Willem Dafoe Submits Some Of His Career’s Best Work In ‘The Florida Project’

Willem Dafoe Submits Some Of His Career’s Best Work In ‘The Florida Project’


Willem Dafoe’s résumé is peppered with A-list co-stars ― Gene Hackman, Laura Dern, Tom Cruise, Madonna, Denzel Washington ― but his new movie, “The Florida Project,” pits him opposite show-stopping newcomers. The results yield some of the most dynamic work of Dafoe’s 37-year career.

What initially sounds like a gimmick ―director Sean Baker cast non-professional actors as denizens of a shabby motel outside Disney World ― turns into a cinematic gem. Dafoe plays Bobby, the motel’s gruff but compassionate manager, who is used to accommodating strapped boarders living on the fringes of society, à la 6-year-old Moonee (Brooklynn Prince) and her volatile, unemployed mother (Bria Vinaite, discovered by Baker via Instagram). Moonee spends her days making mischief and becoming a lovable foil to Bobby, who doubles as landlord and unlikely father figure. 

For Dafoe, whose distinctive cheekbones and oceanic eyes give him one of Hollywood’s most eclectic faces, working with novices unstudied in the proverbial craft of acting was a feast. It’s not a stretch to imagine the beguiling man who once played Jesus ― in Martin Scorsese’s “The Last Temptation of Christ” ― becoming a de facto messiah to his younger colleagues. Of course, he wouldn’t see it that way.

HuffPost sat down with Dafoe in New York earlier this week. For someone who is best known for portraying villains and weirdos, he was refreshingly smiley. 

I watched “The Last Temptation of Christ” the other day. 

Oh, I haven’t seen it in a long time.

It’s wild to think about: There you were playing Jesus in a Martin Scorsese movie, less than a decade after you’d been cut from “Heaven’s Gate.”

That was one of my most engaging and most challenging and most fun experiences.

And to ride that wave as it entered the world to so many protests from Christian fundamentalists.

Well, that’s a different thing. But to actually make it, to work with a master filmmaker, with material that he was passionate about, that was rich material, and then to do it for a budget which meant we couldn’t sit in it. You had this master filmmaker, this auteur, great material, but we shot it like a low-budget movie: fast, decisive, exhausting.

Yet it was released by a major studio. That movie wouldn’t get made today.

No. It probably got made because he gave them another movie. In fact, I know it.

It might have been “The Color of Money.” Sounds about right.

It was bittersweet to see Harry Dean Staton in the movie.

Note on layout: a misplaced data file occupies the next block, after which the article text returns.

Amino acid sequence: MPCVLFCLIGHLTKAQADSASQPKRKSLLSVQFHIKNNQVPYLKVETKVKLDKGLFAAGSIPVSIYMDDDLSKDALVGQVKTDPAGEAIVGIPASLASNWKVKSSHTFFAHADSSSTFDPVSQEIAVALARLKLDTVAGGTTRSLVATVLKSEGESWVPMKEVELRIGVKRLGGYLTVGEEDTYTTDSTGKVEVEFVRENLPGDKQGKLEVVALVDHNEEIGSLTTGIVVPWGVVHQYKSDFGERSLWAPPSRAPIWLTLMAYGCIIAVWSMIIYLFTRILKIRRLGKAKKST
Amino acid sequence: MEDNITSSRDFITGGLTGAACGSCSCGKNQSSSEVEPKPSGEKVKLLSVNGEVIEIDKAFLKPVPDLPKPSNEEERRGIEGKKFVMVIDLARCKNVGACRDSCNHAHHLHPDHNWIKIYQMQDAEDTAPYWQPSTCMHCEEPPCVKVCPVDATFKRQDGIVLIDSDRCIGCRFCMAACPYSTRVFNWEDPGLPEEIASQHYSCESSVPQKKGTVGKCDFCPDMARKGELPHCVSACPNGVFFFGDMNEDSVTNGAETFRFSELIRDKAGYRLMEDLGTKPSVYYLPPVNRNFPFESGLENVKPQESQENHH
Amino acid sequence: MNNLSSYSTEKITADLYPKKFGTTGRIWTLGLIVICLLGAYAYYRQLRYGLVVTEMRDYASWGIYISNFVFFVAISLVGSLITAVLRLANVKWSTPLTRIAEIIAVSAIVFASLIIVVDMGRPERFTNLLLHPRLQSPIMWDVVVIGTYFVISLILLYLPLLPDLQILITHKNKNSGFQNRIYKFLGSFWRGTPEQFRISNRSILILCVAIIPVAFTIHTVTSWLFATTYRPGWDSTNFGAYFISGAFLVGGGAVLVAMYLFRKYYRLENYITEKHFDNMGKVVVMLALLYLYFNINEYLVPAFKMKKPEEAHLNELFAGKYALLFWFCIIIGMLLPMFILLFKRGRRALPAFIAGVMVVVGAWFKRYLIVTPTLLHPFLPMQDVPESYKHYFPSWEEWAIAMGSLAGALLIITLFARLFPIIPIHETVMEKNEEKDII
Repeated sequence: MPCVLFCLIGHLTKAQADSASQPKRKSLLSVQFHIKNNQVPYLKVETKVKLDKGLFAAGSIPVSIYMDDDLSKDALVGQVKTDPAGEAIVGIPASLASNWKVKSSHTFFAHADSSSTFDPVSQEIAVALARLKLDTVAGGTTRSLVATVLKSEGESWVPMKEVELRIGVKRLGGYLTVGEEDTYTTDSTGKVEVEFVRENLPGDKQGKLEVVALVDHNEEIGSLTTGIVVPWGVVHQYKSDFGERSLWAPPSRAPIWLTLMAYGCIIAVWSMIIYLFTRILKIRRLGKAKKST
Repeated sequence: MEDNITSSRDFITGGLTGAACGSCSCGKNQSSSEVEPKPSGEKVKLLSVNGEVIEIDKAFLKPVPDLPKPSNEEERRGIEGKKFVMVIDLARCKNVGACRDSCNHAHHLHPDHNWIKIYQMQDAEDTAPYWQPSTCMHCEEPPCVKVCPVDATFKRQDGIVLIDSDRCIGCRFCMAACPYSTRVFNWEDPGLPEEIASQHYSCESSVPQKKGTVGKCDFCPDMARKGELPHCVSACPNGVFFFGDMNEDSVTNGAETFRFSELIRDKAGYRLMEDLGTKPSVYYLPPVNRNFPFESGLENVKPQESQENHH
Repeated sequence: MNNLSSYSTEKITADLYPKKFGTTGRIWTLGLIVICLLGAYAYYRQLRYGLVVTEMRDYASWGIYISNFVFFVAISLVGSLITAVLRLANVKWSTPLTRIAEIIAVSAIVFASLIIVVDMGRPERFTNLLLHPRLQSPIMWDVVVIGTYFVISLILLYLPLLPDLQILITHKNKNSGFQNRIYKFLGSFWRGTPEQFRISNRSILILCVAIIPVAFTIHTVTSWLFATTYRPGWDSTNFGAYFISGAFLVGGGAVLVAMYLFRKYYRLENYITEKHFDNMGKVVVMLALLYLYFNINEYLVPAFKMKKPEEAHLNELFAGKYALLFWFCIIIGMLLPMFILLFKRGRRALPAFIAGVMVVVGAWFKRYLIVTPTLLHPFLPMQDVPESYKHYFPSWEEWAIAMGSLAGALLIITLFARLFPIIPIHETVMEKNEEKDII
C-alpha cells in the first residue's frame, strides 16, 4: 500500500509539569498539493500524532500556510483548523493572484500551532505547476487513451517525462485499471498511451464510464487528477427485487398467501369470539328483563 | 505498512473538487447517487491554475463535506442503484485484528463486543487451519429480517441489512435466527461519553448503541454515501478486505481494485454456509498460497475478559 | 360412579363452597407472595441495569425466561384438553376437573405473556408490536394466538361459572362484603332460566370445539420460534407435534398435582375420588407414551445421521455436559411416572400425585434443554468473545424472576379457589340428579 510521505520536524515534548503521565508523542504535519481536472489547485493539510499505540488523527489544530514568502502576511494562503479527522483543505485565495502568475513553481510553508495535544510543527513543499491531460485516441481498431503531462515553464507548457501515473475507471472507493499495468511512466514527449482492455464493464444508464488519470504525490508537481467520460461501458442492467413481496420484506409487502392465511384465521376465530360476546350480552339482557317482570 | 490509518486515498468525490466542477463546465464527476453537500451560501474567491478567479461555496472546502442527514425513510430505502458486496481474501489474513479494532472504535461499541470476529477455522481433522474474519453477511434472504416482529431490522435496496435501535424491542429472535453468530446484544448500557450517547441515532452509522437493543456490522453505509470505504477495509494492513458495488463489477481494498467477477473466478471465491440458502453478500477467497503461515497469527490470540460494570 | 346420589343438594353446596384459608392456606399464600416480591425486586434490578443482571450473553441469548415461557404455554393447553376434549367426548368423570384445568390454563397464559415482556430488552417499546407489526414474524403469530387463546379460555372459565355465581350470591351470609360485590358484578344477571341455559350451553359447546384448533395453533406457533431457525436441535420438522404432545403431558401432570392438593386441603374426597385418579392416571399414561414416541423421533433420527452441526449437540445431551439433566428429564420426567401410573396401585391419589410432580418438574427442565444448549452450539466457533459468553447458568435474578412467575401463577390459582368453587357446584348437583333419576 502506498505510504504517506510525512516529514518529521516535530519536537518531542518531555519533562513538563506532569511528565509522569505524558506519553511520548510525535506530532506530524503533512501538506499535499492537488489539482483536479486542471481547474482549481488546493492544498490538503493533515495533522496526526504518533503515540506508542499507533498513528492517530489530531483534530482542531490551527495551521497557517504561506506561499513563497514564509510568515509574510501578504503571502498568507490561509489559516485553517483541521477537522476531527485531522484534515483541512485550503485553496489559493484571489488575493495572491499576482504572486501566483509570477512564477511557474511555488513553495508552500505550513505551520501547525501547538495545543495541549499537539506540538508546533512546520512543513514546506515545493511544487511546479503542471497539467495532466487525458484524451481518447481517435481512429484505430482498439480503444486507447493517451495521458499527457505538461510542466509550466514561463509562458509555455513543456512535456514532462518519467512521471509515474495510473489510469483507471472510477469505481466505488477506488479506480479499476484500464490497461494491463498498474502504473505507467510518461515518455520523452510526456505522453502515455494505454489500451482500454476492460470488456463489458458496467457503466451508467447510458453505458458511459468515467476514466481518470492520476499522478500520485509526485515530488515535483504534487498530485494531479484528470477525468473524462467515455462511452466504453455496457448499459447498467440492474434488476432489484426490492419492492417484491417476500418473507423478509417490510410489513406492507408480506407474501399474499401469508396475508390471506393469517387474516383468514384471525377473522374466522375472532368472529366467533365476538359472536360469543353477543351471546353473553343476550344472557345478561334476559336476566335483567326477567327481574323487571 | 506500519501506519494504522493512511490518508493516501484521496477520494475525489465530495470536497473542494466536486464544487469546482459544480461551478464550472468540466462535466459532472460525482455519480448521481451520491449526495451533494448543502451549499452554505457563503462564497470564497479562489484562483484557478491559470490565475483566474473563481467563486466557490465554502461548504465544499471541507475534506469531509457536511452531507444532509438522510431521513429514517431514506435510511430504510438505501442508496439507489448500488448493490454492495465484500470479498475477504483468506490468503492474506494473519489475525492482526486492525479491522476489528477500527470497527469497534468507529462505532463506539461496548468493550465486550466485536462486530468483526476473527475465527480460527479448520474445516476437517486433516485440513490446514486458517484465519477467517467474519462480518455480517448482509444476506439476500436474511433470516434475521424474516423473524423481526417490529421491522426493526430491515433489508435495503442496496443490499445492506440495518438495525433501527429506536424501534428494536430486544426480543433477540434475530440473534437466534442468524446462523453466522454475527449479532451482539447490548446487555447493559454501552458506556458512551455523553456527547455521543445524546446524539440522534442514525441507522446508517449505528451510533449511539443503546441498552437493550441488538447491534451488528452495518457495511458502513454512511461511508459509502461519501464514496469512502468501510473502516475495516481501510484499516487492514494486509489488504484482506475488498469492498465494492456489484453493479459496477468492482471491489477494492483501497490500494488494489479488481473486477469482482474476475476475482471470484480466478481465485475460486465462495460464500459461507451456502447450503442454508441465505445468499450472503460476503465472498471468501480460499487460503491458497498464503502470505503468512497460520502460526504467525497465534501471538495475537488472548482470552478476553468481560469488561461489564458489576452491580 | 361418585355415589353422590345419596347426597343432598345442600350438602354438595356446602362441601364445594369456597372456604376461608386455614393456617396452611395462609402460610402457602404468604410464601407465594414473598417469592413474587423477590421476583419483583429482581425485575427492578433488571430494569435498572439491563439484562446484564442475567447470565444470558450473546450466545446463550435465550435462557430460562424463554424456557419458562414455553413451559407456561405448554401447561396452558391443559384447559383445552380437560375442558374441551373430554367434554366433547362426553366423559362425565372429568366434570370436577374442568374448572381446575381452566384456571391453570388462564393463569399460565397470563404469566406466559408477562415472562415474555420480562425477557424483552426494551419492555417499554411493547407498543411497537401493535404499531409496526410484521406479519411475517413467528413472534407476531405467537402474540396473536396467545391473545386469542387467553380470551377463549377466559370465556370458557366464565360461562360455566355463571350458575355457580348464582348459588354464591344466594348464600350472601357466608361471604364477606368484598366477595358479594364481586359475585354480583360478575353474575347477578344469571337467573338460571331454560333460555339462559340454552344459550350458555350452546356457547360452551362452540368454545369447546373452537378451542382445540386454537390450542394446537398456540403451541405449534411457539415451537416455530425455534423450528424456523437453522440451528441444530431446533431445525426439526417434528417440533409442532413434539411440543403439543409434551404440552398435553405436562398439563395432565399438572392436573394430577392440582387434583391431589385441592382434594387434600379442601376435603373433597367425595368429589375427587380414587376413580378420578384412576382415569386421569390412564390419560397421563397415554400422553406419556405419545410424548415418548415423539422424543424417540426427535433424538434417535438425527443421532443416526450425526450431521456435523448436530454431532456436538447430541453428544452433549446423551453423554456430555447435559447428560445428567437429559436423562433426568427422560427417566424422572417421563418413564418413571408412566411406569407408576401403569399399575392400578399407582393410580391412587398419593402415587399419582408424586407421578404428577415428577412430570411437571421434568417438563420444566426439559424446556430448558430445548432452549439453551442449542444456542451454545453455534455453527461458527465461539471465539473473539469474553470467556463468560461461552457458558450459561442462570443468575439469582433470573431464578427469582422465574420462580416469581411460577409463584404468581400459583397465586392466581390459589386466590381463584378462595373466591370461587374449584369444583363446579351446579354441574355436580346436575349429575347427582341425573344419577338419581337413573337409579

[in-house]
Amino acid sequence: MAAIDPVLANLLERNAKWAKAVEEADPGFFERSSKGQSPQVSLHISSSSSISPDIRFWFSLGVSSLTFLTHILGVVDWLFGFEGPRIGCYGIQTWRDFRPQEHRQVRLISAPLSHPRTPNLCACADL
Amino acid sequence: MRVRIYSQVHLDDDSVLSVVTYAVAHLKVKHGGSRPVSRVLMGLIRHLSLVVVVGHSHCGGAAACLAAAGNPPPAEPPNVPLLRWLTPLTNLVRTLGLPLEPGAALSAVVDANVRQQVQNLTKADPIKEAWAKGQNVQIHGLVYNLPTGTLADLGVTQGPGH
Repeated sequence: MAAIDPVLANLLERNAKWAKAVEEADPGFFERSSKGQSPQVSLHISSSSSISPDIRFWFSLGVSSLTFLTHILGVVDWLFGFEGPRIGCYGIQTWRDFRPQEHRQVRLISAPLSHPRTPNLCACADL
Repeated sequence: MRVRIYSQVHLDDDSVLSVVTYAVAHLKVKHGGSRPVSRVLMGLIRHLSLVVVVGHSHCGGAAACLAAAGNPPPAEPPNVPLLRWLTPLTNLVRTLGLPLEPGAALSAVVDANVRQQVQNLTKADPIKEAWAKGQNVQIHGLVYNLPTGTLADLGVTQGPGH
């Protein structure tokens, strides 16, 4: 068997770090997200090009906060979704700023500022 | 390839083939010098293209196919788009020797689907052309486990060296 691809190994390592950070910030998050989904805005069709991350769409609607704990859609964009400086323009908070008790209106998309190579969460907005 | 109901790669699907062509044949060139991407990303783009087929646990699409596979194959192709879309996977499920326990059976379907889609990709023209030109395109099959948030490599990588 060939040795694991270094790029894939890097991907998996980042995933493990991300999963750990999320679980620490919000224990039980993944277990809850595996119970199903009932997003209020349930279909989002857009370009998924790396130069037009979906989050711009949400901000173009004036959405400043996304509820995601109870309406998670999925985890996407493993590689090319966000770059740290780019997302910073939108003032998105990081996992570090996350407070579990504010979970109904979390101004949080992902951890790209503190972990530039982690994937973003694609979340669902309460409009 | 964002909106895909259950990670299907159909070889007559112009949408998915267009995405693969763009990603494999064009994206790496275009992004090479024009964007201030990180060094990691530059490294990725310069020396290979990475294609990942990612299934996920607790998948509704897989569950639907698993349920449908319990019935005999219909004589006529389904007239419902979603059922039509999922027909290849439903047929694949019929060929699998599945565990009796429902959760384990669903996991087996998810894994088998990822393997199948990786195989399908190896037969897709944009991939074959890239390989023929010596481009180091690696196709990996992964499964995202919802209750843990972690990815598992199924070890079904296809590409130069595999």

Poor Harry Dean. Well, 91. That’s not bad.

He had a good run. It was also your first collaboration with Harvey Keitel. You guys seemed to become the primo onscreen villains, probably not by design.

Right, it’s all relative. Laura Dern recently said your “Wild at Heart” character is the creepiest in cinema history.

Maybe. That was a pretty good character.


You don’t seem particularly interested in method theory and all that highfalutin talk about craft. In working with non-professional actors, does that make it —

Yeah. Was it a treat to work with non-actors?

Yes! Yeah. Yeah. And, you know, some of my favorite performances are by … people. [Laughs] Some of them happen to be actors. I’m always interested in that kind of tension you have when you watch something and you aren’t conscious of a craft — you see people, you don’t see craft. You’re not concentrating on, oh, how brilliant that turn is, or, oh, he did that so wonderfully. You’re thinking, wow, how beautiful people are, or, oh, I never thought that. All the worldly stuff is left out, so you want to disappear into the reality. And of course that’s limited, and it depends on what kind of movie. In some movies, you do want a performance that’s in your face and theatrical. But for something like this, clearly, you want to disappear in the fact that the other actors are a combination of street casting and people that live at where we’re shooting and new actors and children. It’s all mixed, and my job is to fit in, to find my place in that environment, in that ecology.

I like that because it forces you to surrender to an alternate reality, and that’s the first condition for pretending. That’s the first condition for making something: that it’s not to service you ― it’s to service something that’s greater than you. I embrace that situation, and I say, “Great.” You have all these different perspectives; you have all these different experiences. I’m good with dealing with 6-year-olds. They’re going to challenge me in a way that one of my contemporaries can’t.